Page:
Guarded Optimism at OMI 

Mayor Brown's military charter school hasn't flunked out...yet.

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A red-haired student with blue-grayish eyes and a slight build, Cody is something of a minority at OMI. He is a "straight A" student who convinced his parents to take him out of Montera Junior High so he could attend OMI. He says that he has adjusted quite well to the new environment. "The main difference is that it is like learning at an accelerated pace at OMI," he said. "At Montera, it took us three weeks to a month to get through a subject in our history books. And at OMI it takes us less than a week -- unless there are numerous distractions by cadets."

By most accounts, discipline has been a increasing problem recently, including vandalism of the school's sinks and bathrooms and reports of disruptive behavior by cadets on AC Transit. "Even before the terrorist acts, there was no discipline in the classrooms," said Cara Kopowski, Cody's mother. "There were no sergeants in the classrooms. It got to the point where I couldn't take it anymore, and I wrote a letter to the mayor saying that some kids have to go because they are misbehaving." Fifteen parents signed the letter before she faxed it to the mayor's office; it was the second letter Brown had received from a parent complaining about the conditions at the school. "I understand that this is a new school, but right now it is not better than a regular public school," said Kopowski. Like their colleagues in the city's traditional public schools, OMI teachers are having to take class time to discipline students who disrupt learning.

Mayor Brown agrees that the lack of military personnel in the classrooms is contributing to his charter school's difficulties. "The National Guard hasn't been able to provide sergeants on a daily basis," said Brown. "And the unfamiliarity of the Guard being in a school environment has been a challenge because we want them to get to know the students. So it is a goal that we work at every day."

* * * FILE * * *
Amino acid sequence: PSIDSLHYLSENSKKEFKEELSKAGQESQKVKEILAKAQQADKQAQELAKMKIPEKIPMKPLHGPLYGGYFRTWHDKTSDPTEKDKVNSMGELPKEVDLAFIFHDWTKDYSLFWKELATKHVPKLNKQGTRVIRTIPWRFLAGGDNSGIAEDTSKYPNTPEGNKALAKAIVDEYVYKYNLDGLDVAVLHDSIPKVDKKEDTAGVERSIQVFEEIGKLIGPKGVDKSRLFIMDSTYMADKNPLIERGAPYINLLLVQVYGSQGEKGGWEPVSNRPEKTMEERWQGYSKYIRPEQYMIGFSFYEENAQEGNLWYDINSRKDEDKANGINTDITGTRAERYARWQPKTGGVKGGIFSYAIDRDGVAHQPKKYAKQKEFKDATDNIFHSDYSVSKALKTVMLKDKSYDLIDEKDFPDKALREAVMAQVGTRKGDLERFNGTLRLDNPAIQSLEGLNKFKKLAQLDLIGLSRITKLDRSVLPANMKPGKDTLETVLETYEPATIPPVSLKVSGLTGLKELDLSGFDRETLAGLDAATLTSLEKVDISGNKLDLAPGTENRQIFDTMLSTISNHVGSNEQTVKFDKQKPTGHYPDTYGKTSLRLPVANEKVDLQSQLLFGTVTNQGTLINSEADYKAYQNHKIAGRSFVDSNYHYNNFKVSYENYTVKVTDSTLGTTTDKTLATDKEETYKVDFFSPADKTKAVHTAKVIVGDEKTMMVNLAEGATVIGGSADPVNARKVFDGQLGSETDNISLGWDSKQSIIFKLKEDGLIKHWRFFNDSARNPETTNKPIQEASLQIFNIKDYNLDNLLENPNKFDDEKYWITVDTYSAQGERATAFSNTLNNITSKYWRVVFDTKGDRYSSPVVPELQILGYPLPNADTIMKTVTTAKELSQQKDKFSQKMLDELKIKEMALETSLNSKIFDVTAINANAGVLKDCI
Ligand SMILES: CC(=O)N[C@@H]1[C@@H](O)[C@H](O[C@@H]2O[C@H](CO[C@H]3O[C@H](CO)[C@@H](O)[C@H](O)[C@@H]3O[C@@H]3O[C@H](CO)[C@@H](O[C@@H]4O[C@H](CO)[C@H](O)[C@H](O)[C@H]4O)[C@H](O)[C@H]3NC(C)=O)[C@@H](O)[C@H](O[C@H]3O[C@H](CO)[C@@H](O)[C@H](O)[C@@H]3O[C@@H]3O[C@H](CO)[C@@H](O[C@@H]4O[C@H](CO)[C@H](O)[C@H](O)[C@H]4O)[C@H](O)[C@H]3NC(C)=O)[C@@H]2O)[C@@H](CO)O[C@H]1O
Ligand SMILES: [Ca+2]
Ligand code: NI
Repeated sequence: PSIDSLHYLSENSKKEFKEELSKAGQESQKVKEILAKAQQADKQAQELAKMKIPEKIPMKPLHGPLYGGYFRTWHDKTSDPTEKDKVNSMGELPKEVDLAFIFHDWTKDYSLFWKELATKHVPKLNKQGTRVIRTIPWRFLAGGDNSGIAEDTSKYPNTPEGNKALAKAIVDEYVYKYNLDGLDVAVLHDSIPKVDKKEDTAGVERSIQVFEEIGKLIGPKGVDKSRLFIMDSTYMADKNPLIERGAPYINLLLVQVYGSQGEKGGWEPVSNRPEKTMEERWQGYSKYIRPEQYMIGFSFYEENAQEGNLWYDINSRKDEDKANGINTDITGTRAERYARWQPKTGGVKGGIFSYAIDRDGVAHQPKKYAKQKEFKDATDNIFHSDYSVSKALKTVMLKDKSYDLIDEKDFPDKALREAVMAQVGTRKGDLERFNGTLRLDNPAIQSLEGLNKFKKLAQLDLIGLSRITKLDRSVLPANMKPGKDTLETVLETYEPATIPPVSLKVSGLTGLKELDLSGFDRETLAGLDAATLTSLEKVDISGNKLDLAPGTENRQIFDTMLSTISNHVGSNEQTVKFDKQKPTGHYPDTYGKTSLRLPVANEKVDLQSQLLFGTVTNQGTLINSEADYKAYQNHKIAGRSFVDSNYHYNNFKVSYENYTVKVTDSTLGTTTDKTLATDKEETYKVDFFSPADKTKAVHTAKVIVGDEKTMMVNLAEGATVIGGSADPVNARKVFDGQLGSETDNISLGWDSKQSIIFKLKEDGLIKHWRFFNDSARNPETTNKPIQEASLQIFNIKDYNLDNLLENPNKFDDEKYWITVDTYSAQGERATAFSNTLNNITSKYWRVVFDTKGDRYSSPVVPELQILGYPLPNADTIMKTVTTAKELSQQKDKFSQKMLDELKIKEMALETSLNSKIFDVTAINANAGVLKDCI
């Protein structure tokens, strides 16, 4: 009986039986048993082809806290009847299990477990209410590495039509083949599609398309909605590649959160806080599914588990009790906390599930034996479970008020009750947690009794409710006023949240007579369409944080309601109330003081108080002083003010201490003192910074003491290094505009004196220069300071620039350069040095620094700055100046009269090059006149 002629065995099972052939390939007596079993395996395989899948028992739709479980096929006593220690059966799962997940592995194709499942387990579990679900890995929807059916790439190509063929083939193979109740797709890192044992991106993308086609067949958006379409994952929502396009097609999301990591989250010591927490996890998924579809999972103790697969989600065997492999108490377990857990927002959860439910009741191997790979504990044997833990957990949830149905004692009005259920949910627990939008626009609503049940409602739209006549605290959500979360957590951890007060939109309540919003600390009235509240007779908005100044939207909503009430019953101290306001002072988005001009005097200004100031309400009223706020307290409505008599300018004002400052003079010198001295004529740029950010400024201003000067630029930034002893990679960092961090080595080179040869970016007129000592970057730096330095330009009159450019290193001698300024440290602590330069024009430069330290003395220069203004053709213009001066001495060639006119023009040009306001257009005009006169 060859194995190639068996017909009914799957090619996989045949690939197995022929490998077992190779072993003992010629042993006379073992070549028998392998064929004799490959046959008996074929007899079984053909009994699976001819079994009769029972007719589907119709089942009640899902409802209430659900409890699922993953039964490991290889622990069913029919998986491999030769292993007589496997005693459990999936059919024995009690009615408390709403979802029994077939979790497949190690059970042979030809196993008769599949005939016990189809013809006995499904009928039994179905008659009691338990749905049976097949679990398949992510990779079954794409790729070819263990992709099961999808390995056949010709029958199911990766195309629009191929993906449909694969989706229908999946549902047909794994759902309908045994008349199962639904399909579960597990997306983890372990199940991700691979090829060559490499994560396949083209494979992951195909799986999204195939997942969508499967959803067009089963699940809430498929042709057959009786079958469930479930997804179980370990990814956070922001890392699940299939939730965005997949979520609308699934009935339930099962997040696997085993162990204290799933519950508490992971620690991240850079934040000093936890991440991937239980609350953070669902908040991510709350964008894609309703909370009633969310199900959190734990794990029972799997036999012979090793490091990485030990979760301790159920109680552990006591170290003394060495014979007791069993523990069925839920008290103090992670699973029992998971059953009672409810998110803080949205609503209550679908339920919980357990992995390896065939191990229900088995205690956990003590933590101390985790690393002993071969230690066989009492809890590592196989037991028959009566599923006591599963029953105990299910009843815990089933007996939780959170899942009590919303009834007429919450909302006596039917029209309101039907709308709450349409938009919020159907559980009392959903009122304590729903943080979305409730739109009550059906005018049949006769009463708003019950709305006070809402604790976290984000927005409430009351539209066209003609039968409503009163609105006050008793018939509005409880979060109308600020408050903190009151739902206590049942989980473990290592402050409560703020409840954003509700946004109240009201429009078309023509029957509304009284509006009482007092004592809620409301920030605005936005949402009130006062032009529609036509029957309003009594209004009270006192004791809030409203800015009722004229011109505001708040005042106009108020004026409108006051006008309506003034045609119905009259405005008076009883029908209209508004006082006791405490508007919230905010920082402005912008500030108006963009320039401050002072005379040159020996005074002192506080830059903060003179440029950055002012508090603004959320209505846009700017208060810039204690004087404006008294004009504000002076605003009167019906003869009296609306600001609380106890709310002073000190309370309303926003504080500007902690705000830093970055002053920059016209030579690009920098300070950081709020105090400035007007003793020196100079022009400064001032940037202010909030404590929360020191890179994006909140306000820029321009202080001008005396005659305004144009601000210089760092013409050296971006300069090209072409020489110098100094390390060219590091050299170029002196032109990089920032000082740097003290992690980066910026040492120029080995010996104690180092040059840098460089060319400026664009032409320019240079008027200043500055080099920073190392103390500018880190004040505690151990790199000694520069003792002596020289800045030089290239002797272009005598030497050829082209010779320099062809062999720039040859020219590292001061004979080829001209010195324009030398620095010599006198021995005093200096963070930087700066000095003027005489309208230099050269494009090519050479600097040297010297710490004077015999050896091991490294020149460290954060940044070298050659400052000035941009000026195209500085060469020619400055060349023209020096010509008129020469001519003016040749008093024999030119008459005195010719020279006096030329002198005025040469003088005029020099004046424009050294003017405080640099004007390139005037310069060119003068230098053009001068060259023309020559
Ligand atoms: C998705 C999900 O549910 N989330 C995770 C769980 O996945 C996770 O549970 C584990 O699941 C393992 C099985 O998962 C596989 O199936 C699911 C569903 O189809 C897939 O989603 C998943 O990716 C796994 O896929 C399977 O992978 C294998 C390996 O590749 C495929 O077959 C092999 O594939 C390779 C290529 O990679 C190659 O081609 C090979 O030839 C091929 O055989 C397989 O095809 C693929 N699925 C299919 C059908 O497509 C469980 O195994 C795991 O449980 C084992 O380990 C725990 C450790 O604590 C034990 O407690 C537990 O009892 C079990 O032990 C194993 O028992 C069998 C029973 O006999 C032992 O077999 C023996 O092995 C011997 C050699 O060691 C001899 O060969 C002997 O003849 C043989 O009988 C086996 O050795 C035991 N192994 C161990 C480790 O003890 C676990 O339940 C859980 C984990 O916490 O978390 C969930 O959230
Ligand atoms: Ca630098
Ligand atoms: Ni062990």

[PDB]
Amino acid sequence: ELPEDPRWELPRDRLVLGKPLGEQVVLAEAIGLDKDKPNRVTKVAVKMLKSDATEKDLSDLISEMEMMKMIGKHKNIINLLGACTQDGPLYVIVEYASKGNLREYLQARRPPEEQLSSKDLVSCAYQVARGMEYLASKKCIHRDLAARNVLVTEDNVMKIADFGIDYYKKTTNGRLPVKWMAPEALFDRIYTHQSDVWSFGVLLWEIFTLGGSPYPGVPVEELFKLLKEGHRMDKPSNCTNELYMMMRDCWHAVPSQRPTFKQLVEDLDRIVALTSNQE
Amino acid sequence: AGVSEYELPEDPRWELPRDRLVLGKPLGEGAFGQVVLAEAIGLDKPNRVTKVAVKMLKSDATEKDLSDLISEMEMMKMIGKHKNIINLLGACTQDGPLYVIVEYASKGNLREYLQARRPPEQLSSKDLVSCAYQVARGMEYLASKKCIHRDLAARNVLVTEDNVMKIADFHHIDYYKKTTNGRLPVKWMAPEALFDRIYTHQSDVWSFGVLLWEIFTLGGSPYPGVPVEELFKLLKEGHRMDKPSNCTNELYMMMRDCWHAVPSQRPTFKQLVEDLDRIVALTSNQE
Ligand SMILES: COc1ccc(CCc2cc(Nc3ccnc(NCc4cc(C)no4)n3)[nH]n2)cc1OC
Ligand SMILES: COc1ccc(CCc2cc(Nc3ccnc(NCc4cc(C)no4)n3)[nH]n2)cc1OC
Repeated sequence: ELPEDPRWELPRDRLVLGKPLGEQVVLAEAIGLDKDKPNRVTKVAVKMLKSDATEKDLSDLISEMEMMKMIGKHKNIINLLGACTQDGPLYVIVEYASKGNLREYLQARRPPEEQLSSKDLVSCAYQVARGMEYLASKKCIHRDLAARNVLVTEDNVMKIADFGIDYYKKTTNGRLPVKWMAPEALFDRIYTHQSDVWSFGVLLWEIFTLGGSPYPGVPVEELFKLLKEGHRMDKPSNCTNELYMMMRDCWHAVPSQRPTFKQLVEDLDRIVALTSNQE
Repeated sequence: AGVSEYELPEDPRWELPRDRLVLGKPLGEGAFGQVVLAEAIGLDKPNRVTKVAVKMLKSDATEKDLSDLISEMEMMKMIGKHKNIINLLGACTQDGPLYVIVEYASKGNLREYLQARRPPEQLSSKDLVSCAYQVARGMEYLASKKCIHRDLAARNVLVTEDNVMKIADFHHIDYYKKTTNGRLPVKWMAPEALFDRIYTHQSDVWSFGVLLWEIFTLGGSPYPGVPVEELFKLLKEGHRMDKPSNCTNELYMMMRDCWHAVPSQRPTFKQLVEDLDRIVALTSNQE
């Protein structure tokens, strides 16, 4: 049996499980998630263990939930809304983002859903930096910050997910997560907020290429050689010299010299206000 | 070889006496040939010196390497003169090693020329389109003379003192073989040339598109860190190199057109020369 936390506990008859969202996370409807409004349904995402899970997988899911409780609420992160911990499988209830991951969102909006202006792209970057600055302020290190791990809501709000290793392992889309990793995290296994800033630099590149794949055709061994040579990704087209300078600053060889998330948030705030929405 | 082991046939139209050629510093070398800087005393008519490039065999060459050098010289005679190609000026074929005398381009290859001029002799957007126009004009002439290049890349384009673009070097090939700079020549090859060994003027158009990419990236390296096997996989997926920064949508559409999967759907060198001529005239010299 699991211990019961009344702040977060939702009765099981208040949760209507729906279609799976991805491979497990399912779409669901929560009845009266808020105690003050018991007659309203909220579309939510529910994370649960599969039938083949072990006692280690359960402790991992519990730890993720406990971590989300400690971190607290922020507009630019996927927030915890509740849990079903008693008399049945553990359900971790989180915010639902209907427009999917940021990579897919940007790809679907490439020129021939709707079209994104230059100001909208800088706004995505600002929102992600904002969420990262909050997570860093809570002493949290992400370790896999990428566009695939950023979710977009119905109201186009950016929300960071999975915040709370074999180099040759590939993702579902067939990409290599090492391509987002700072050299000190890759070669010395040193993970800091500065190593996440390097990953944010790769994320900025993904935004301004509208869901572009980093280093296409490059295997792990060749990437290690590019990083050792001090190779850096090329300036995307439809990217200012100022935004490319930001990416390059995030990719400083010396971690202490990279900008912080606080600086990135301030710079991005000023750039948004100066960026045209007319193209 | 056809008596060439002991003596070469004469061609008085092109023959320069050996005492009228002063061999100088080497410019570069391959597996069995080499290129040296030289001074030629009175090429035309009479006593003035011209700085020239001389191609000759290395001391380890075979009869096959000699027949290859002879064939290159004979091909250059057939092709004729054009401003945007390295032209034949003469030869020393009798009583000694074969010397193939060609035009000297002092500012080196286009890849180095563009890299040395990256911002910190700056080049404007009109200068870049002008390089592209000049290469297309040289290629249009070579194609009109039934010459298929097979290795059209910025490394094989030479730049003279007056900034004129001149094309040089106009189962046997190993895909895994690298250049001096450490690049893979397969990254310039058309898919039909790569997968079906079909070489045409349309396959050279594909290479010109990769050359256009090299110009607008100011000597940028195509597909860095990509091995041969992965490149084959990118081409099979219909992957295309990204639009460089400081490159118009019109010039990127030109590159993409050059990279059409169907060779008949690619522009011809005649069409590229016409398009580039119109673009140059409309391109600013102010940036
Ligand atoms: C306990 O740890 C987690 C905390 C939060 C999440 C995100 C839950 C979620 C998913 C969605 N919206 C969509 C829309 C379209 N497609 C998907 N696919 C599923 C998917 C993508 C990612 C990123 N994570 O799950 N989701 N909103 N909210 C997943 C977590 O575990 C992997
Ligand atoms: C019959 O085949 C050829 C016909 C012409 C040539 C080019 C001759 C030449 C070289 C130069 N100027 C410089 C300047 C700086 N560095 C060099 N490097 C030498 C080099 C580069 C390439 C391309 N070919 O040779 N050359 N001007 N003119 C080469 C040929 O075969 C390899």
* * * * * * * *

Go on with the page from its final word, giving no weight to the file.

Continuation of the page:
Walter McCoy, a sergeant assigned to OMI who admits that he often has to jump from classroom to classroom dealing with discipline problems, said that both the mayor and the public are going to have to be patient; it's going to take some time for these kids, most of whom have spent their lives in troubled schools, to be up to par.

"This is a lot different than running soldiers of an older age," said McCoy, a slim, middle-aged African-American man. "From the majority of what I've seen, the discipline is helping some academically. Fifty percent of them are recognizing they want to learn and can learn. Then there is that other twenty percent who are just unruly and wild. We want to educate them, but we can't continue to bang our heads against a wall that is unbreakable." He said some cadets don't have discipline at home and their behavior at school reflects how they act at home. He isn't sure if even a military presence on campus can help those students.

McCoy said he enjoys working with students like Cody Kopowski, whom he described as a model cadet and good student. "He knows what he wants to do and he doesn't mind the structure," he said. "He will step up to get things done -- like a leader. Overall, he just has a good sense of the military." But, then, a "student like Cody" would probably thrive at any school. So it is worth asking if it makes sense to spend $3 million on a public military school for students who are already well equipped to succeed anywhere. "Certainly, charter schools with strong discipline and very clear traditional structure may be helpful for some kids," said Bruce Fuller, UC Berkeley professor of policy analysis for California education. "Whether the military version of that yields strong socialization or higher test scores, I think, is an issue still up in the air."